He was immediately appointed parish priest of Chambly, which had 3,000 parishioners in addition to the garrison. Religious life in the parish seemed to him superficial, and licentiousness too common. Working first by himself, then with the help of a curate, he was able to induce almost all the Catholics to take Easter communion. Neighbouring parish priests were envious of his success; Mignault retorted that he “had not asked for the position,” which was in fact an important one for so young a priest. Spurred on by the example of the Protestants, who were building a combined church and school, Mignault opened two schools in October 1818, one Francophone and the other Anglophone. He also wanted to get signatures to a petition for the promotion of the teaching of the French language and the Catholic religion, but Bishop Plessis dissuaded him.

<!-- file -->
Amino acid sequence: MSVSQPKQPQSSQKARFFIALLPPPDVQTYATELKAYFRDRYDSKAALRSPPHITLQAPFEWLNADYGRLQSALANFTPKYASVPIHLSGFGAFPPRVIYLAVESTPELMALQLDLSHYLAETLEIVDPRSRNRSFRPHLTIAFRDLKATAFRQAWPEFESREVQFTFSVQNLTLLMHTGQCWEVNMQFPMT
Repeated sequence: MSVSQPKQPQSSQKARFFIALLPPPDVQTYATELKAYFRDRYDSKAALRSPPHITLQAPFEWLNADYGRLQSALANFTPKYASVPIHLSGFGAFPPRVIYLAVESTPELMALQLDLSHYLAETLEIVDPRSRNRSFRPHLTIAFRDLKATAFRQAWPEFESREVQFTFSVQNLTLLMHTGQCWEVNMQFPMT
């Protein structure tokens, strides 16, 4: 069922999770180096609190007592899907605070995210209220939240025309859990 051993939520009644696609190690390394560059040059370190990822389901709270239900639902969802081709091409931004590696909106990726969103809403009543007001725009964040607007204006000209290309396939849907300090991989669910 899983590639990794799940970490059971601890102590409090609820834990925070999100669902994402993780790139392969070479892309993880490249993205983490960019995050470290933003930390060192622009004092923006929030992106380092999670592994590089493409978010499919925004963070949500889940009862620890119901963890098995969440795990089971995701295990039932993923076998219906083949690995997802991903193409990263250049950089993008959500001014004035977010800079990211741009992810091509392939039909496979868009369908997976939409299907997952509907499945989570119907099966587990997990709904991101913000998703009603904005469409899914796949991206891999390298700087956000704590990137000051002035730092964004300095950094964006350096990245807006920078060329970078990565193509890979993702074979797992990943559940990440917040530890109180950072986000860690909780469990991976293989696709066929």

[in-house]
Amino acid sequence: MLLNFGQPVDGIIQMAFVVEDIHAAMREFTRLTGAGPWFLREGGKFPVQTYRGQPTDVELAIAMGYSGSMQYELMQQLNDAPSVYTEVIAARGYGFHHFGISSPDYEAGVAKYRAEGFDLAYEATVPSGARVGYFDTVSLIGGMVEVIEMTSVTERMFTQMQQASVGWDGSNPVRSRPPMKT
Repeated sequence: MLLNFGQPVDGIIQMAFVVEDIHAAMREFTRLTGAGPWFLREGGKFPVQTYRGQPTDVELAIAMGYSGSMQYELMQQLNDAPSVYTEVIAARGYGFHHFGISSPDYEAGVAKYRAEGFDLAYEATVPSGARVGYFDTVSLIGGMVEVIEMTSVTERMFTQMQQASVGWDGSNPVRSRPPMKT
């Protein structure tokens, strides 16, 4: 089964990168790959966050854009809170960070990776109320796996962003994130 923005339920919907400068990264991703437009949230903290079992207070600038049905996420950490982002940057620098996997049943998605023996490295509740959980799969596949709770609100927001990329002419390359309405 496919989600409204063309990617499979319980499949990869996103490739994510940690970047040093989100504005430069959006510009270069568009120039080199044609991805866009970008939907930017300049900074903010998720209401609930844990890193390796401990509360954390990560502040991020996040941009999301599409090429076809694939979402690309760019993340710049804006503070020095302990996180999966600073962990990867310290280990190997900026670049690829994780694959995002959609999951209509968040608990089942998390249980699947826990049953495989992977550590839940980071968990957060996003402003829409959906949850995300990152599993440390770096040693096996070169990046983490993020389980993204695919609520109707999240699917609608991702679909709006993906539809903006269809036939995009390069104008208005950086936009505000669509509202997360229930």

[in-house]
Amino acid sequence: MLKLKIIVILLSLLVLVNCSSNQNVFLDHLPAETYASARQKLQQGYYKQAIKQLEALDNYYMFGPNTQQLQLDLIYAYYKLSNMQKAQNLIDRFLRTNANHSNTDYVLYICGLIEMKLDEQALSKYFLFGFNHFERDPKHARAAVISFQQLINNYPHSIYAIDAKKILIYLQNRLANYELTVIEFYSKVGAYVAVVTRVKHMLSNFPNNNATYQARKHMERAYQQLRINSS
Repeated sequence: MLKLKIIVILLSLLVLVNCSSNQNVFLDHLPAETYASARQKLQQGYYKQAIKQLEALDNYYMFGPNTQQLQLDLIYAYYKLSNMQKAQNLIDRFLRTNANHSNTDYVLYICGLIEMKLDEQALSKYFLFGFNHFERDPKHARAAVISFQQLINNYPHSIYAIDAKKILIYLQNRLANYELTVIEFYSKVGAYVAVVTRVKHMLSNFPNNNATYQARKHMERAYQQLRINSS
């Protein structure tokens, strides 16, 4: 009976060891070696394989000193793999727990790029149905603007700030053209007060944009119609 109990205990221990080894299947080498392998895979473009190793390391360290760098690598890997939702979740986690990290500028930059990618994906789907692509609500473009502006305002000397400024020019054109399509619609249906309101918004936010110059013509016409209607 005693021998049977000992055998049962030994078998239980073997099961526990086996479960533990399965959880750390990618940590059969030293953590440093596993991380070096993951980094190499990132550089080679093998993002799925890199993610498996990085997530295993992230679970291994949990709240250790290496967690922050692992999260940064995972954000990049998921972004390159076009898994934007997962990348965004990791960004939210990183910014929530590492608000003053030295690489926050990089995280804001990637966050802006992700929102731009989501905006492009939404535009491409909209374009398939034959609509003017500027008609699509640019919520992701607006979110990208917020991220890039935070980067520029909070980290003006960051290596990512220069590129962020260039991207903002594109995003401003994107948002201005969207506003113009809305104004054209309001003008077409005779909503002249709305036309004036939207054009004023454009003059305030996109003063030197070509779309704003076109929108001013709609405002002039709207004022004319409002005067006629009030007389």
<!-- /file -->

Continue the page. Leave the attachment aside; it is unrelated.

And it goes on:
In 1821, however, Mignault joined the association to improve educational opportunities in the Chambly River area [see Charles La Rocque*]. Moreover, in 1825 Mignault founded the classical college at Saint-Pierre de Chambly, remaining its superior until 1844. There were many obstacles; he would have given up if he had not had strong religious and patriotic convictions, and had not also wished to “dispel the old and continually revived calumny that the clergy seeks to keep the people in ignorance.” Despite his devotion, the institution, incorporated in 1836, was frequently in a precarious state. Debts, a small teaching body hastily assembled, pupils chosen somewhat at random, authority divided between the superior and various directors, and the introduction of a commercial course in 1839, brought an end to the classical programme at Chambly in 1844. Mignault unsuccessfully attempted on several occasions to revive classical studies in this establishment, which finally closed its doors in 1862.